“Davos flattened down the little square of crinkled parchment and squinted at the tiny crabbed letters. Reading was hard on the eyes, that much he had learned early. Sometimes he wondered if the Citadel offered a champion’s purse to the maester who wrote the smallest hand.”—Davos Seaworth
Today’s topic is literacy. Davos is a lowborn man raised up by Stannis Baratheon. His previous station in life explains his illiteracy. Otherwise, his inability to read would be unusual in Westeros, a world where the highborn—both lords and ladies—are all seemingly functionally literate. Who beyond the highborn are literate in Westeros? Were literacy rates similar in medieval Europe and was literacy similarly distributed amongst the social classes?
“How do we get up there? I’ve no experience at riding goats.”
“Mules,” Brynden said, smiling.
Today’s topic is travel. In a series that takes us from Dorne to beyond the Wall, we see a great deal of travel in Westeros. From foot to hoof, the characters travel wide and far, encountering danger with great regularity. What drove travel in the Middle Ages was a combination of commerce, religion, and politics, and the variety in modes of travel and the dangers faced were much the same as what we find in Westeros.
“When they told Jaime he wasn’t allowed in the birthing room, he smiled and asked which one of them proposed to keep him out.”—Cersei Lannister
Today’s topic is childbirth. Men besides maesters and husbands are not supposed to be present in birthing rooms in Westeros and Jaime’s insistence that he be present is a testament to his dedication to Cersei if not his children. But was this also the case in medieval Europe? How did women experience childbirth?
“What you see is a dwarf. If I had been born a peasant, they might have left me out in the woods to die. Alas, I was born a Lannister of Casterly Rock.”—Tyrion Lannister
Today’s topic is the treatment of disabled people. Tyrion’s comment leads us to believe that children born with disabilities or disorders were likely to be the victims of infanticide in Westeros. It’s only the accident of his birth that spared him that fate. Was this also the case in the Middle Ages? Were the disabled universally despised and disposable?
“In the name of the Warrior I charge you to be brave. In the name of the Father I charge you to be just. In the name of the Mother I charge you to defend the young and innocent. In the name of the Maid I charge you to protect all women…”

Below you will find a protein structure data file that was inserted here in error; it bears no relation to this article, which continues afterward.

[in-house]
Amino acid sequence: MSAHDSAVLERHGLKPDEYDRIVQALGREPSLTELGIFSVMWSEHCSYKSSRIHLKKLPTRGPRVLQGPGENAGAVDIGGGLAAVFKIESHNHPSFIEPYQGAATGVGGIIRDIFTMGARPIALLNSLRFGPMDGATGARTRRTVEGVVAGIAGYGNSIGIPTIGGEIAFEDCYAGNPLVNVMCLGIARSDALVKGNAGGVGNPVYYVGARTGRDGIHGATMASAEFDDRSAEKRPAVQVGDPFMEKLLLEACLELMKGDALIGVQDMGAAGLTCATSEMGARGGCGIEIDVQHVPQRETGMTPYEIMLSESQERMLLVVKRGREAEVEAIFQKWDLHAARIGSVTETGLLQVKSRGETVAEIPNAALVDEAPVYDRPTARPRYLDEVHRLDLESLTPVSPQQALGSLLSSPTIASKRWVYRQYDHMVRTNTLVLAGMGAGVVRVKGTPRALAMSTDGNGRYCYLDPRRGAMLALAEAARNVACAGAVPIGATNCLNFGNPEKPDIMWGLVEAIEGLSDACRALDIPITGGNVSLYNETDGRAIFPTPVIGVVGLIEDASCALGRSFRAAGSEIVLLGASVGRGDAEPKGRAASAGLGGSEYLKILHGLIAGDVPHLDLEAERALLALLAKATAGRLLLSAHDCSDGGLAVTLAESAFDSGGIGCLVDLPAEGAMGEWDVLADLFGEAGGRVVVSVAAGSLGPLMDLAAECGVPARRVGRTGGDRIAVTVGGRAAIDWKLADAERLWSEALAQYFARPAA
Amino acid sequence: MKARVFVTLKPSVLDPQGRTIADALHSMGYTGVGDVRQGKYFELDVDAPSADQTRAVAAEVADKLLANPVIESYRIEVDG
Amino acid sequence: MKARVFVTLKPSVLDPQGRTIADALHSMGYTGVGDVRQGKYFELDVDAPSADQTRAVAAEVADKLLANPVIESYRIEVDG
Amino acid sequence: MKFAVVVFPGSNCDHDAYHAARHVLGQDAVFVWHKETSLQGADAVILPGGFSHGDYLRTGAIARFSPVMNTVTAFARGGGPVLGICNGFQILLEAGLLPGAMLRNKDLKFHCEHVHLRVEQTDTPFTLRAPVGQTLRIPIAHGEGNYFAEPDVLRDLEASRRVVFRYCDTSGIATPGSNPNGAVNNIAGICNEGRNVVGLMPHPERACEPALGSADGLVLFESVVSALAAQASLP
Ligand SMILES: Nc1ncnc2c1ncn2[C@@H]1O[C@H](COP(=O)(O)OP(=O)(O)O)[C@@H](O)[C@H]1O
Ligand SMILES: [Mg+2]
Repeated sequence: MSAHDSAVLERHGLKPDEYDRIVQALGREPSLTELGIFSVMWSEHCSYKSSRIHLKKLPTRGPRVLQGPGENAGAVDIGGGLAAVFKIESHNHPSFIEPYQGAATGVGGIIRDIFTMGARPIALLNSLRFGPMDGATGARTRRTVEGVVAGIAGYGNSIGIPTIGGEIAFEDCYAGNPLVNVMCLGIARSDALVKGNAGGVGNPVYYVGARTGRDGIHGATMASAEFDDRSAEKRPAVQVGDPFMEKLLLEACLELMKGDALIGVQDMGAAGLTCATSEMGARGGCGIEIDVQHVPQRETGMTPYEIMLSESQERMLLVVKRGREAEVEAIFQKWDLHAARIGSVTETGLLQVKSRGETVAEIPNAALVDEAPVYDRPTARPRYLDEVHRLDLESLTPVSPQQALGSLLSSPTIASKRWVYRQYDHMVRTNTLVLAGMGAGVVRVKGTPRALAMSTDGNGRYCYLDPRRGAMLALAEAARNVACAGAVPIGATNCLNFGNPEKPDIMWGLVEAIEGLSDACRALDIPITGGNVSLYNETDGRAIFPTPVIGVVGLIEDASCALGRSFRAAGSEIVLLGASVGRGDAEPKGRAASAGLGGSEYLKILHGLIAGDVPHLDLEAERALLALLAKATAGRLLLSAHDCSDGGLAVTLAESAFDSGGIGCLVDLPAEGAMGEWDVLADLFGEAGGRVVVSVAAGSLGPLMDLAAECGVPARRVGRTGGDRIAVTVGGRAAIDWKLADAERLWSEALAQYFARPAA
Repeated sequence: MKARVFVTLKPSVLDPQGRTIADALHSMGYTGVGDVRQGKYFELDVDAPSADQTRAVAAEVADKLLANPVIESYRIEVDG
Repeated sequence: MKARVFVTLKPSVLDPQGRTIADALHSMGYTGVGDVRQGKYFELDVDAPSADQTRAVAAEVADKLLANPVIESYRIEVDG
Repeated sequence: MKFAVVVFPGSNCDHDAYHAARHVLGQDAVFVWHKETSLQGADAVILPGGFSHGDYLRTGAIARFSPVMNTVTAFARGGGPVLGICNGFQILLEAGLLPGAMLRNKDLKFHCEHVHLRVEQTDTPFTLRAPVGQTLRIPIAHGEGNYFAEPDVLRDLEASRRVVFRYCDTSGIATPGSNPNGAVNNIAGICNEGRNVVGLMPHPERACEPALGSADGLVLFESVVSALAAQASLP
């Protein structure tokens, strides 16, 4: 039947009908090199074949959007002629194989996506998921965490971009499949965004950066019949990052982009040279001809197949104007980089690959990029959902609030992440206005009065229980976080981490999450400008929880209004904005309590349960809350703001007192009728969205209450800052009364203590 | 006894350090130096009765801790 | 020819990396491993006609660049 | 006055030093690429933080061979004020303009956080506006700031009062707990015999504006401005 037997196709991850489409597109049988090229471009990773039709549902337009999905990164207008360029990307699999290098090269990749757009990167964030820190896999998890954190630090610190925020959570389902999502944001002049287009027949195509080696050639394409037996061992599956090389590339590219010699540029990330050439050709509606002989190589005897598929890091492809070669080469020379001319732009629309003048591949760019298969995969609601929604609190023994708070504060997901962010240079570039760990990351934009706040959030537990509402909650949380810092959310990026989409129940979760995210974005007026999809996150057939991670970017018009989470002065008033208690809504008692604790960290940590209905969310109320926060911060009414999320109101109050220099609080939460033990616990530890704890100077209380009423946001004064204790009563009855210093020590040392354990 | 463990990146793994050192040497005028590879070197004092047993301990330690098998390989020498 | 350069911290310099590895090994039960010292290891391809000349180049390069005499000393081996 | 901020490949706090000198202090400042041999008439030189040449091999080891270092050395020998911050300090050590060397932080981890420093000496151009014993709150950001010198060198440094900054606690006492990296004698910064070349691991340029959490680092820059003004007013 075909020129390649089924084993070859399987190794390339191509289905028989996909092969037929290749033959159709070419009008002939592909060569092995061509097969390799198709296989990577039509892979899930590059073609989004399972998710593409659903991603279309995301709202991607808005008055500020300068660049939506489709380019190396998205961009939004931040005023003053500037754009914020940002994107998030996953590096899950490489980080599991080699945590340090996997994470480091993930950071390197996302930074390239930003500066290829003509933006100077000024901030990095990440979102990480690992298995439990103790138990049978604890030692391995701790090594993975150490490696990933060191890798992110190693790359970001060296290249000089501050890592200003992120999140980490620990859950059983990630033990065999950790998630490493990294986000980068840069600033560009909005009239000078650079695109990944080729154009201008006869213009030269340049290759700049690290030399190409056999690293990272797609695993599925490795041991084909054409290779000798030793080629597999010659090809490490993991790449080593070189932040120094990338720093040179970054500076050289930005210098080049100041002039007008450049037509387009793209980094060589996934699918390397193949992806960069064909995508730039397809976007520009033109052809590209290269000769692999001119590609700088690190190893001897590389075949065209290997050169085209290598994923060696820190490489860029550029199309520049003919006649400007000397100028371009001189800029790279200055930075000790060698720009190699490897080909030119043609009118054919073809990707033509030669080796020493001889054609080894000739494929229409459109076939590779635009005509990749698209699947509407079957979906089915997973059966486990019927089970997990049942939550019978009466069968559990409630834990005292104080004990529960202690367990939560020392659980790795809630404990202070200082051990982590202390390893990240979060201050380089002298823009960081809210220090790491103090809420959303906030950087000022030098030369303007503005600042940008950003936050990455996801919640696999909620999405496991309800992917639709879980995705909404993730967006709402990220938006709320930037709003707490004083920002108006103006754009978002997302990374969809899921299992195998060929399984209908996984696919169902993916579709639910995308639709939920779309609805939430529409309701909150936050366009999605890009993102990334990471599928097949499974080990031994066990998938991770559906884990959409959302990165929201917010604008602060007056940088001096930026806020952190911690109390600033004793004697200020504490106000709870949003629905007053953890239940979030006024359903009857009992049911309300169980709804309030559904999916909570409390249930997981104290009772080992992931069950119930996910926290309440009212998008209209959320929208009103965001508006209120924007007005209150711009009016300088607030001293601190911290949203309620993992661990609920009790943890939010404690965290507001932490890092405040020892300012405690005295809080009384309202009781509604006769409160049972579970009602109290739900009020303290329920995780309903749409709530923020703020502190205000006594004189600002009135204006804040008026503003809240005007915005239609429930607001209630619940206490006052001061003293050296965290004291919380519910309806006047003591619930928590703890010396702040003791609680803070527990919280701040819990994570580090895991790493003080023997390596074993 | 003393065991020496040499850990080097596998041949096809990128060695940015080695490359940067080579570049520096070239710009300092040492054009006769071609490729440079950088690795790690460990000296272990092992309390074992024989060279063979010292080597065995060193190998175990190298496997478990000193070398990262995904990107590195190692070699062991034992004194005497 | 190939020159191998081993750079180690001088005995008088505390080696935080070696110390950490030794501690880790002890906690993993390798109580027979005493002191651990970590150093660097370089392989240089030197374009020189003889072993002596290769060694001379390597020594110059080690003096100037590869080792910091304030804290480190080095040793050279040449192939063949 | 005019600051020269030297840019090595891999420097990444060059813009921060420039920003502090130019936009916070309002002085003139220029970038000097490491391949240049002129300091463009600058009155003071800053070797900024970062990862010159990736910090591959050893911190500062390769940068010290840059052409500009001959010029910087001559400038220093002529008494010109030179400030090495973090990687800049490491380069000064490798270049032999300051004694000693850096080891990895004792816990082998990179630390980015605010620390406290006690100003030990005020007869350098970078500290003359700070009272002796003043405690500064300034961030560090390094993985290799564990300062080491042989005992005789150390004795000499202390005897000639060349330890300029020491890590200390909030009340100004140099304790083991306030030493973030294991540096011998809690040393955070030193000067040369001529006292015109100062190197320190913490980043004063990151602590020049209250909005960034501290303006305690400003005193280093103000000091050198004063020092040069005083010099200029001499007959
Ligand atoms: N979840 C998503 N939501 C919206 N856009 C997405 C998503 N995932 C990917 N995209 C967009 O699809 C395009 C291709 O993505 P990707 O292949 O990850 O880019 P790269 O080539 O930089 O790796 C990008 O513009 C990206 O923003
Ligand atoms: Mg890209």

There are several religions in Westeros and even more beyond its shores. Therefore, religion will be revisited in Meta Monday, but today we will focus on the Faith of the Seven, its hierarchy, and orders in comparison with the medieval Church.
Headcanon: I know a lot of people think Sandor has owned Stranger for ages, but I like to think he bought the horse with his winnings from the Hand’s Tourney.
Well, I say headcanon, but almost all my headcanons are backed up by (a least a tiny bit of) textual evidence. Notably that:
- in AGOT, the Hound’s horse is described as a destrier, whereas Stranger is a courser;
- Sandor is very concerned about his horse after the Riot of King’s Landing, which is a sign of its value (although yes, he does care about animals);
- Sandor went from a 40000 gold prize to 9000 gold pieces by the time he was captured by the Brotherhood.
And while I suppose Sandor possibly didn’t take it all with him (that amount is really heavy!), 30000+ is a lot to have spent in a year or so, even on wine and whores and gambling. (Although note that Anguy the Archer spent 10K in a few months, mostly on the girls and fancy food at Chataya’s place.) A high quality warhorse would account for a good chunk of that money.
Mind you, less than a hundred years earlier, Dunk only got about 4 dragons for selling his palfrey (and thought it would be three times as much to buy it back), so either there was a huge amount of inflation over the last century (possible, what with various plagues and droughts and the Rebellion and Robert’s management of the country and then the war and all), or Martin can’t math (also extremely possible).
Note the nobility drop gold dragons around like crazy — Littlefinger bets 100 gold on the Jaime-Hound match, which is the equivalent of like 10 THK horses. And Jaime thought his ransom value was 10000 dragons, which makes the prizes of the Hand’s Tourney look positively obscene. (Ned thought they were, for sure.) But, again, makes you wonder where the hell Sandor’s money went.
OK, so this started as a ramble about Stranger, but got into the value of Westeros currency instead. Which on the whole doesn’t make a lot of sense, but probably wasn’t that fully world-built. BTW, per some D&D source I looked at, 9000 gold pieces would weigh 180 pounds (and in reality, 9000 American quarters weigh 112 pounds), so… yeah.